What Are Air Scrubbers And What Do They Do?

Last Updated on May 7, 2024 by Peter Simmons

So what are air scrubbers, and what precisely do they do? In this post, you’ll learn what they are, what they do, how they work, whether they’re worth it, and the available types. You’ll also learn what they remove and how they compare to air purifiers. Let’s roll!

What is an Air Scrubber?

An air scrubber is an air purification system that cleans the air more thoroughly than traditional air filtration methods.

This sophisticated system typically integrates into the air ducts of central air conditioning systems. Both systems become a comprehensive filtration system that includes a primary HEPA filter, an optional carbon filter, plus fans and motors.

Traditional HVAC systems often struggle to keep up with the volume of airborne particles in today’s polluted air. Air scrubbers step up to the plate and address these shortcomings.

They’re useful in environments with significant air pollution concerns. Residential scrubbers clean indoor air in homes, while complex systems used in industries adsorb gases and capture particulates.

Image via Saferack.com

Industrial or commercial applications include waste incineration, wastewater treatment plants, biogas plants, fish processing, power generation, cement production, steelmaking, commercial kitchens, and hospitals.

How an Air Scrubber Works

When the air gets in from outside, it passes through a pre-filter that captures larger particles like dust, pet dander, and pollen. Then, the air moves into the primary filtration system. This system usually features a HEPA filter. This highly effective filter traps microscopic contaminants that the pre-filter couldn’t remove.

Optionally, the air can go through a carbon filter, which removes odors and gaseous pollutants, including volatile organic compounds. A fan and motor system circulate the air, ensuring efficient filtration.

Once the air has been thoroughly cleaned, it’s released back into the indoor environment, creating a healthier atmosphere. Air scrubbers can run for hours, keeping your indoor environment sanitized and safe.

a man sweeping a room and an air scrubber sitting there to suck up dust and other particulates

Remodeling your home does get easier with the right construction dust equipment

Types of Air Scrubbers

There are at least 5 main types of air scrubbers, namely:

  • Wet scrubbers
  • Dry scrubbers
  • Electrostatic precipitators (ESPs)
  • Integrated air scrubbers
  • Portable air scrubbers

1. Wet Air Scrubbers

A wet scrubber controls air pollution by using liquid to clean contaminants from a gas stream. The gas and liquid meet, and the contaminants move into the liquid. The water used in this process is changed regularly.

Manufacturing, semiconductor, and chemical industries use these air purification systems to clean up harmful fumes and gases.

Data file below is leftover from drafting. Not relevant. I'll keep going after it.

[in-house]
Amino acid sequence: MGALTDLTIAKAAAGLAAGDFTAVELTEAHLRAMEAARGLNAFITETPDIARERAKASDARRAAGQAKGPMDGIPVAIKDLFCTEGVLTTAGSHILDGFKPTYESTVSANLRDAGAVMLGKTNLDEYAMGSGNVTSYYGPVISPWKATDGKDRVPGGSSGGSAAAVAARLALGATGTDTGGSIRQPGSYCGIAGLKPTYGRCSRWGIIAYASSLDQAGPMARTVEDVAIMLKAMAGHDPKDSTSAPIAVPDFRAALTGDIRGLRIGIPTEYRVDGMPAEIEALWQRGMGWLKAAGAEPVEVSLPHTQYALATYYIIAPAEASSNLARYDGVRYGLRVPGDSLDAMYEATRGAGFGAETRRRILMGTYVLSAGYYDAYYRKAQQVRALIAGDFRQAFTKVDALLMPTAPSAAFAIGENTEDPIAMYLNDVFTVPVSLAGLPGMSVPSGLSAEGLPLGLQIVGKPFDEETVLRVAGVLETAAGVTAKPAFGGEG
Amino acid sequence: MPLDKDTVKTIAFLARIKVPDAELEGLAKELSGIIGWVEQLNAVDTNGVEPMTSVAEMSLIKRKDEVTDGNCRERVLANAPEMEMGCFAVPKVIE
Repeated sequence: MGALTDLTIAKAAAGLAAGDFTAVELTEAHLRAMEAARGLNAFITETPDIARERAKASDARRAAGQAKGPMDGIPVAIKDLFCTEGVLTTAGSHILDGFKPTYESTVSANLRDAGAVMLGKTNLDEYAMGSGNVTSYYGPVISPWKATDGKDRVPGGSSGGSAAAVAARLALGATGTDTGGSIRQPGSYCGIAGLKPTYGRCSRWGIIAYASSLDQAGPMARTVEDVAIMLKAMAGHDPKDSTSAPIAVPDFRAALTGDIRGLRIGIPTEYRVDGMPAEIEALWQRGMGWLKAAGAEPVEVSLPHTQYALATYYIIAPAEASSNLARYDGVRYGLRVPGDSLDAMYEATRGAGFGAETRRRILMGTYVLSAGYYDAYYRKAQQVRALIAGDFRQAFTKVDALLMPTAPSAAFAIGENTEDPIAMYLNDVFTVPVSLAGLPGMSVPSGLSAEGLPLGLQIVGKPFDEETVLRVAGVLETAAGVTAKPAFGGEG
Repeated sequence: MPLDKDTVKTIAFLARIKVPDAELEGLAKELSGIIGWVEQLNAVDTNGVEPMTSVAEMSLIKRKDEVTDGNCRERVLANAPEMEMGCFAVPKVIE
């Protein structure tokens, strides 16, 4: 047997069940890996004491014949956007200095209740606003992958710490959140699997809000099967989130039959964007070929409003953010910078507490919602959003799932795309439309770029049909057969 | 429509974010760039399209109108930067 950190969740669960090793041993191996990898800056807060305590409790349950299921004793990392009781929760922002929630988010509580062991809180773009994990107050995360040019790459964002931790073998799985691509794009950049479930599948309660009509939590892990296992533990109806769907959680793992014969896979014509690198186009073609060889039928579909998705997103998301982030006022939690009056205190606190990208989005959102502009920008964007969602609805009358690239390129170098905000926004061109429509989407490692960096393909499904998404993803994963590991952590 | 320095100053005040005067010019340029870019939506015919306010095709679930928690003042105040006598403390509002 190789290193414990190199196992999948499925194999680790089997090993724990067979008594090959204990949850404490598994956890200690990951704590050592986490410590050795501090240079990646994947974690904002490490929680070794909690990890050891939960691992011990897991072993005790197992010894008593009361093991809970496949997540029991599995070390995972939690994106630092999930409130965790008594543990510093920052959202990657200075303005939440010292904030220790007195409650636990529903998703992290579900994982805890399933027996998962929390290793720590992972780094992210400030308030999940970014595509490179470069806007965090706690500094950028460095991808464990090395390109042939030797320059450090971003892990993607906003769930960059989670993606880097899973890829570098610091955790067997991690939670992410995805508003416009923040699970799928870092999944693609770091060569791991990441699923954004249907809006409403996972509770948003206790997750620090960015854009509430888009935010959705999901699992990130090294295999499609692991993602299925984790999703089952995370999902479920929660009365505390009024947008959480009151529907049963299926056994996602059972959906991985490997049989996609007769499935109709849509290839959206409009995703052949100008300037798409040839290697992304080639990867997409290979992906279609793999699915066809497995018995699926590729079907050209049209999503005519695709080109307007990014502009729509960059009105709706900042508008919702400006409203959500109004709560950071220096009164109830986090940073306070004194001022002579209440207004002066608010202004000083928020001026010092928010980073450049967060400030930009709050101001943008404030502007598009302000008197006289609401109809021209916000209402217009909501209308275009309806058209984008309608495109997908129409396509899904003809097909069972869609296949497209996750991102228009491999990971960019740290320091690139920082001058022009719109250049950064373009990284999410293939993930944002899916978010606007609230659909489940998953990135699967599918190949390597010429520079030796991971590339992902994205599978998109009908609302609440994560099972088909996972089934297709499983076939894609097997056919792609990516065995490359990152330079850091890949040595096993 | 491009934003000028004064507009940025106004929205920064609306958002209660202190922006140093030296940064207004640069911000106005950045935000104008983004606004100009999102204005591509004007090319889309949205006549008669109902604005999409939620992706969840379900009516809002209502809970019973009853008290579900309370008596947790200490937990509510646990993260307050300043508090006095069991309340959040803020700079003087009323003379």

2. Dry Air Scrubbers

A dry scrubber cleans harmful chemicals from industrial exhaust gases. It sprays dry chemicals into the exhaust stream to neutralize or change pollutants. These chemicals react differently based on the targeted material.

Some neutralize pollutants through chemical reactions, while others cause them to change into harmless substances. The treated substances either fall out of the gas stream or are caught in a filter.

Dry scrubbers mainly remove acid gases from combustion sources. They do this by adding dry reactants to exhaust gas quickly. This cancels out the pollutants in the gas. This happens in three steps: cooling the gas, adding the reactants, and filtering it.

Learn more about dry scrubbers here.

3. Electrostatic Precipitators

Electrostatic Precipitators (ESPs) use electrical charge to remove particles from the air. Here’s how they work:

First, air containing particulate matter passes through an ionization section, where the particles get an electrical charge. Then, the charged particles are attracted to oppositely charged plates called collectors, where they stick. Finally, the clean air passes through, and the collected particles are removed from the plates.

4. Integrated Air Scrubbers

Integrated air scrubbers are built-in systems designed to clean the air within a building or HVAC system. They work by pulling air through filters that capture dust, allergens, pollutants, and other harmful particles.

These air scrubbers are typically integrated into the existing HVAC (Heating, Ventilation, and Air Conditioning) system. This integration allows them to clean the air as it circulates through the building. Installing this air scrubbing system helps to maintain good indoor air quality and reduce the risk of airborne contaminants.

5. Portable Air Scrubbers

Portable air scrubbers are movable air cleaning systems used to clean the air in a room. They’re not as big and cumbersome as their industrial application counterparts. This means you can easily carry or transport them from one place to another.

Portable air scrubbers pull in air and pass it through filters to remove dust, allergens, pollutants, and other harmful particles.

Where are they used? They’re commonly used in construction sites, renovation projects, disaster restoration, and indoor environments.

How Does an Air Scrubber Work?

a commercial air scrubber on standby in a construction project

The process starts when an air scrubber pulls in air from the surrounding environment or within a building. Before entering the main filtration system, the air passes through a pre-filter. Pre-filtration captures larger particles like dust, hair, and debris.

The main filtration system includes a primary HEPA filter for smaller particles, an activated carbon filter for odors and gases, and sometimes additional filters for specific contaminants.

Contaminants are trapped within the filter media, and clean air is released, improving indoor air quality. Regular maintenance, including filter replacement and cleaning, is essential for effectiveness.

Why Use an Air Scrubber?

Air scrubbers aren’t cheap for the most part. So, why should anyone invest in them? It’s because:

1. They Reduce Indoor Contaminants